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The turnaround at Jaguar and Land Rover (JLR) happened in late 2009 with the business reporting a £55 million PAT for the
December 2009 quarter, nearly three times analysts’ estimates. That was a good three years before Karl Slym, who passed away on Sunday, took over as CEO of Tata Motors. But while JLR might have staged a recovery, Slym nevertheless played a big role in growing the business; thanks to his perseverance, Tata Motors’ revenues this year should cross the R2.3 lakh crore mark with the ebitda coming in at a more than handsome R35,000 crore. Under his watch, volumes at JLR were heading to the 4.2 lakh mark by March, 2014, having crossed the 3.6 lakh mark in FY13 and further to over 6 lakh units by FY17. Indeed, Slym was driving the business into an altogether new league having geared up to ramp up capacity to around eight lakh units by FY17—in effect doubling capacity in four years—with plants in Brazil and China a new engine facility in the UK.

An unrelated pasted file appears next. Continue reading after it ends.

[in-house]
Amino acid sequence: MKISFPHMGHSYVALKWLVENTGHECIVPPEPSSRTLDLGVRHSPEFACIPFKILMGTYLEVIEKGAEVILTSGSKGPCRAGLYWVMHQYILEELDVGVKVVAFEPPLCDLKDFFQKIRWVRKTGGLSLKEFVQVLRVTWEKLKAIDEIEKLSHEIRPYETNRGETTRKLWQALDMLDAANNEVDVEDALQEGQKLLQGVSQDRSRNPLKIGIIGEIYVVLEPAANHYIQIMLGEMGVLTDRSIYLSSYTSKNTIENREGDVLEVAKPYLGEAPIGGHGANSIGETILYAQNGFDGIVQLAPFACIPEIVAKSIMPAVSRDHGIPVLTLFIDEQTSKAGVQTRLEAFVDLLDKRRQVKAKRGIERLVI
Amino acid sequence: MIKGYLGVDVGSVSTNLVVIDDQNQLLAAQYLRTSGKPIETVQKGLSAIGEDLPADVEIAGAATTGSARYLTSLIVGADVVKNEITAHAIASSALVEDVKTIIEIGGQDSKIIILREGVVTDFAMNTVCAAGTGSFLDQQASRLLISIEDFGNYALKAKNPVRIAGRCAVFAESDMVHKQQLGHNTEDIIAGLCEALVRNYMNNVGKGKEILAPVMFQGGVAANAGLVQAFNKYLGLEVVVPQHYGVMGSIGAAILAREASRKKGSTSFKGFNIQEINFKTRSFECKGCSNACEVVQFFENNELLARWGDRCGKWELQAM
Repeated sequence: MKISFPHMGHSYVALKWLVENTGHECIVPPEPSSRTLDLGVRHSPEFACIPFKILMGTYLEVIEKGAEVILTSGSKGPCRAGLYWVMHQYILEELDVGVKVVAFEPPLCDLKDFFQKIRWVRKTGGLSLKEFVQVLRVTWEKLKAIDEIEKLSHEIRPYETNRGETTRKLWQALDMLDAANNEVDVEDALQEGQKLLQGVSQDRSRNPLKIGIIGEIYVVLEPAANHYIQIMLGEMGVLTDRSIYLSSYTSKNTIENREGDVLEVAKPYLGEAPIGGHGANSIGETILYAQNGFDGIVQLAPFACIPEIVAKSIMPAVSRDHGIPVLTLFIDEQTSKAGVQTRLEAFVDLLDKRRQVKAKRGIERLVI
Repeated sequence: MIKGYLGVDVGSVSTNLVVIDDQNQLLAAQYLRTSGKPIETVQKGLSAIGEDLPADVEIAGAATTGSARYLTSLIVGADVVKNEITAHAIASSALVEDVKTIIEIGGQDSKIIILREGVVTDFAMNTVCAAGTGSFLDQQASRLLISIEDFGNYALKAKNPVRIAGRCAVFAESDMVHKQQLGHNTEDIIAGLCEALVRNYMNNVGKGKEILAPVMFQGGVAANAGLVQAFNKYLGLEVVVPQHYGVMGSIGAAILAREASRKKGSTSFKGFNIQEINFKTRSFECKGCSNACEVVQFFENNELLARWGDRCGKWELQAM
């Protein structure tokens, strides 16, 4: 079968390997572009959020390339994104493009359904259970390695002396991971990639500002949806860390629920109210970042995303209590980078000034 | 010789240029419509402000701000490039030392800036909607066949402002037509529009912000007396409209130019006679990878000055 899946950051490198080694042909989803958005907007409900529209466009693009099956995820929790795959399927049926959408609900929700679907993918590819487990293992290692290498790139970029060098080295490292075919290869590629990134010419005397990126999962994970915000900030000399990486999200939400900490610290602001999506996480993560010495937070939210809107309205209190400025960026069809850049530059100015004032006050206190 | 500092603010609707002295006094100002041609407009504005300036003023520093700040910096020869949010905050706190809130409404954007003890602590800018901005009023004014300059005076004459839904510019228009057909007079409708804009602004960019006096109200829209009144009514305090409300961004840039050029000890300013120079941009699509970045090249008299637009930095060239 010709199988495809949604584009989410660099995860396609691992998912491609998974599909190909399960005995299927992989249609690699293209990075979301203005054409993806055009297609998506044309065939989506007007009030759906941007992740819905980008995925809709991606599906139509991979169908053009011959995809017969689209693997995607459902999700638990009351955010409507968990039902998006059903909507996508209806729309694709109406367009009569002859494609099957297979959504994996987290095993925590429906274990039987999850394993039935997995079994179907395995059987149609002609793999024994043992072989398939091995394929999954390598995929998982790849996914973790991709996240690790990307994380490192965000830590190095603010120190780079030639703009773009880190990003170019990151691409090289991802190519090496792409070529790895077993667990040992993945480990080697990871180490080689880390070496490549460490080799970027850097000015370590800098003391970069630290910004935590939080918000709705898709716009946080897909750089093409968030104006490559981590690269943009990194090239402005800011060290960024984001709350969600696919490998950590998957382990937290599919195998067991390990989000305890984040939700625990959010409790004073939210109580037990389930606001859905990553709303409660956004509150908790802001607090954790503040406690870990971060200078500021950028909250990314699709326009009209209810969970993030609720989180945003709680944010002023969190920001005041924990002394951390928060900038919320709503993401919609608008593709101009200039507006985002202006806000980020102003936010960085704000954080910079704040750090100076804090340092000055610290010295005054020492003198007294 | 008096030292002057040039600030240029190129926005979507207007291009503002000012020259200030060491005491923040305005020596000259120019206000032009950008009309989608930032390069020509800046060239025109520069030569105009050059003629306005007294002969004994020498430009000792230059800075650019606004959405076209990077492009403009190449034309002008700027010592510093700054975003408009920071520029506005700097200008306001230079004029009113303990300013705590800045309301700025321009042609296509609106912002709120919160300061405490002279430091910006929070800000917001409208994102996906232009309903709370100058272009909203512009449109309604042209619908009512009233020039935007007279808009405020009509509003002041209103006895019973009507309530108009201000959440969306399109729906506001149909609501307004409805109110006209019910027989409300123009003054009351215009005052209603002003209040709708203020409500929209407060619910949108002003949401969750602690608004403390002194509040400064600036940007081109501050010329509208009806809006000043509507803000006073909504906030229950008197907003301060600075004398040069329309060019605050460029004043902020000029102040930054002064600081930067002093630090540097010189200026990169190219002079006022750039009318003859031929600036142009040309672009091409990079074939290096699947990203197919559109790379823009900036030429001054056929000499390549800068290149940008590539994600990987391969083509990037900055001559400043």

While the JLR stable has rolled out several new models and variants since the Tatas took over—the Range Rover Evoque was the first big launch—there was no let up in the momentum during Slym’s tenure. Between variants and new models, the tally is expected to hit 40 in a five-year period that started in FY11. The former CEO, however, had little luck with the Indian operations; with the domestic economy in a slump, commercial vehicles (CV) sales have been under severe pressure for more than a year now with the firm’s market share falling to less than 50%, possibly for the first time in its history. CV volumes crashed 37% year-on-year in the April-December 2013 period, with even the formidable Ace—a winner in the LCV space—losing out. Slym had even less luck with passenger cars with the firm’s market share in this space down to 8.5% between April-December 2013 from 13% in the corresponding period of 2012. The Nano in particular has seen a sharp dip in volumes to barely 550 units a month and the CEO was trying to turn it into a more premium product. It’s possible he might have succeeded; in the near-term though, he would have presided over a very poor set of numbers from the home market which will contribute less than a tenth to the ebitda this year, reporting a loss